Greek Youth Wearing a Cloak A Greek marble statue of a cloaked youth. Our youth wears a short, knee-length tunic, which is cover.. Product #: AH-460 Regular price: $14,000.00 $14,000.00 In Stock
Greek Youth Wearing a CloakGreek Youth Wearing a CloakGreek Youth Wearing a CloakGreek Youth Wearing a Cloak

Greek Youth Wearing a Cloak

Product Code: AH-460
Height: 30.5CM

£14,000.00

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A Greek marble statue of a cloaked youth. Our youth wears a short, knee-length tunic, which is covered with a cloak of the same length. The loose garment does not cling to the body, but instead, stands away from it. The cloak clings to the short tunic the figure wears as an undergarment and creates a smooth expanse of fabric that is interrupted with only intermittent and very shallow drapery folds originating from the right shoulder. The treatment of this passage is nothing less than magnificent. The fabric first pulls diagonally then slows to a gently curved cascade of folds.

The...

A Greek marble statue of a cloaked youth. Our youth wears a short, knee-length tunic, which is covered with a cloak of the same length. The loose garment does not cling to the body, but instead, stands away from it. The cloak clings to the short tunic the figure wears as an undergarment and creates a smooth expanse of fabric that is interrupted with only intermittent and very shallow drapery folds originating from the right shoulder. The treatment of this passage is nothing less than magnificent. The fabric first pulls diagonally then slows to a gently curved cascade of folds.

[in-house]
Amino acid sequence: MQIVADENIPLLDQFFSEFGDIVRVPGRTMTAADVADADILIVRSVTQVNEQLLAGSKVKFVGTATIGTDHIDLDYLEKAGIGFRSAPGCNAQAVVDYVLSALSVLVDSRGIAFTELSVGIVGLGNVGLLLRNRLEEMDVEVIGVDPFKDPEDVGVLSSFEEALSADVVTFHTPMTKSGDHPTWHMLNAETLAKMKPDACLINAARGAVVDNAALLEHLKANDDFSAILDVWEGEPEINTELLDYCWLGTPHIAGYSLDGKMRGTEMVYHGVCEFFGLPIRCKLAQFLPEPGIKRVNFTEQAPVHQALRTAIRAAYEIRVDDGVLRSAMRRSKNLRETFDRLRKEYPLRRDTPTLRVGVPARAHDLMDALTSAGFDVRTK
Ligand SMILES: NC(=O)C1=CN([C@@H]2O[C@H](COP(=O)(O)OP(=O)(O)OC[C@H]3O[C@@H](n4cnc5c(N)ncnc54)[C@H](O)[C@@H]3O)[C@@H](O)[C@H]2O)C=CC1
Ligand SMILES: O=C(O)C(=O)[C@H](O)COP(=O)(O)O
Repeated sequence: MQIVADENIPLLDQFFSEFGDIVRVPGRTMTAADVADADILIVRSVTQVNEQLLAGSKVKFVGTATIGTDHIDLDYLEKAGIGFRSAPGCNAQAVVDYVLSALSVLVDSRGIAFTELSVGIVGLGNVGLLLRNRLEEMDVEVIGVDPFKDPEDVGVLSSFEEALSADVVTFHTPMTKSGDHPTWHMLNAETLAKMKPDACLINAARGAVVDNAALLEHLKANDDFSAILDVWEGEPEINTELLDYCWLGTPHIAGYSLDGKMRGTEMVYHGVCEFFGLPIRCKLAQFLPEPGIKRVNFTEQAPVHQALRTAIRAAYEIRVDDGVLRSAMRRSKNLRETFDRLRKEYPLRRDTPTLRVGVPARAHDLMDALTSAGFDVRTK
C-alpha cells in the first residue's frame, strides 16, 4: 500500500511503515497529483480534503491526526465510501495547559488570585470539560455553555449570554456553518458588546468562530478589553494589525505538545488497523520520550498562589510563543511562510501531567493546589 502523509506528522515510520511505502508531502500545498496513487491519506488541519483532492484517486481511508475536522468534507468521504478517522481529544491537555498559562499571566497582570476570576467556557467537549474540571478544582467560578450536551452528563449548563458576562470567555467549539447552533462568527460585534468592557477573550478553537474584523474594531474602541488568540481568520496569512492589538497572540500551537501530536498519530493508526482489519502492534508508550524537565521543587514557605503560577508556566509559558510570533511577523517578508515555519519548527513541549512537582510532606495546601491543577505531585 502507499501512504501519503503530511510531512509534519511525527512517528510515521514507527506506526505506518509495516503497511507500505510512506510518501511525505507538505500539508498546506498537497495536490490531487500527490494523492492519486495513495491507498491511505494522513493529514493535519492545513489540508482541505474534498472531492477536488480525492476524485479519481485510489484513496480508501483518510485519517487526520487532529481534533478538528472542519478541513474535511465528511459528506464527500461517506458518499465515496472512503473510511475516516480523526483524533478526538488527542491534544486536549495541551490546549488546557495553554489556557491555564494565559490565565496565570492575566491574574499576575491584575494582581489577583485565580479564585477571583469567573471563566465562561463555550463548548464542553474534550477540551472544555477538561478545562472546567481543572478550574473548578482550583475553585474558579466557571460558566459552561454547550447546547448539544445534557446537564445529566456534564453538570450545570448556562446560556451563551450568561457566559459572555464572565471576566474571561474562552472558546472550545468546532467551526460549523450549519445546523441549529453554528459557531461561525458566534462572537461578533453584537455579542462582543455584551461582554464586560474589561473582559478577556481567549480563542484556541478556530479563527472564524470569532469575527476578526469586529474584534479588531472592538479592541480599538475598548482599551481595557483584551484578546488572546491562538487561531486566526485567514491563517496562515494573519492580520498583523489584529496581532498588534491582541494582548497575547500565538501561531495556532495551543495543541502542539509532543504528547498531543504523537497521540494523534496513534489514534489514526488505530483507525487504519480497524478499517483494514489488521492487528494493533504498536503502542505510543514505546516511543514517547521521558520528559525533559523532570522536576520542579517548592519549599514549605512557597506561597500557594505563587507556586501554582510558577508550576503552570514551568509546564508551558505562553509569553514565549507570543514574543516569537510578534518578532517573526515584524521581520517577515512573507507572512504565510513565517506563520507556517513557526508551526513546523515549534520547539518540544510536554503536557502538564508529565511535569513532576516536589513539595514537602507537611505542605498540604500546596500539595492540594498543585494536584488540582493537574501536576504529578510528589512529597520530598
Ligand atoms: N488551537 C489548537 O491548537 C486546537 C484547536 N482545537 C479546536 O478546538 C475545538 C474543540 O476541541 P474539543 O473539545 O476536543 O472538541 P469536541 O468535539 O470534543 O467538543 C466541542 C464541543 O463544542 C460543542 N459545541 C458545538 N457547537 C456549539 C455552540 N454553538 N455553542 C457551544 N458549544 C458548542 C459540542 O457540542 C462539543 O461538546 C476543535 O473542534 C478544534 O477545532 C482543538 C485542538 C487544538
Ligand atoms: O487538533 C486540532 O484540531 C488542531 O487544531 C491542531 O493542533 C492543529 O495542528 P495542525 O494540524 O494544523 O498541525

The natural drapery of the figure bears resemblance to the statue of Diachos I by the renowned sculptor Lysippos, from the Diachos Monument at Delphi. This type of figure became popular in the Hellenistic period (c. 323-30 BC) and was used to depict deities, particularly Hermes (in his role as a traveler), and for youths as well. In artistic terms the piece is typical of the 4th century. Artits revelled in depicting the natural flow and movement of fabric, from its weight to its fluidity. They had moved away from the idealized view of Classical Greek sculpture to inherent logic and rational naturalism.

c. Late Fourth Century B.C.

Dimensions: 30.5 cm H

Provenance: Ex. European Collection since 1968Published: Christie’s, South Kensington, 29 April 2010, lot 39.

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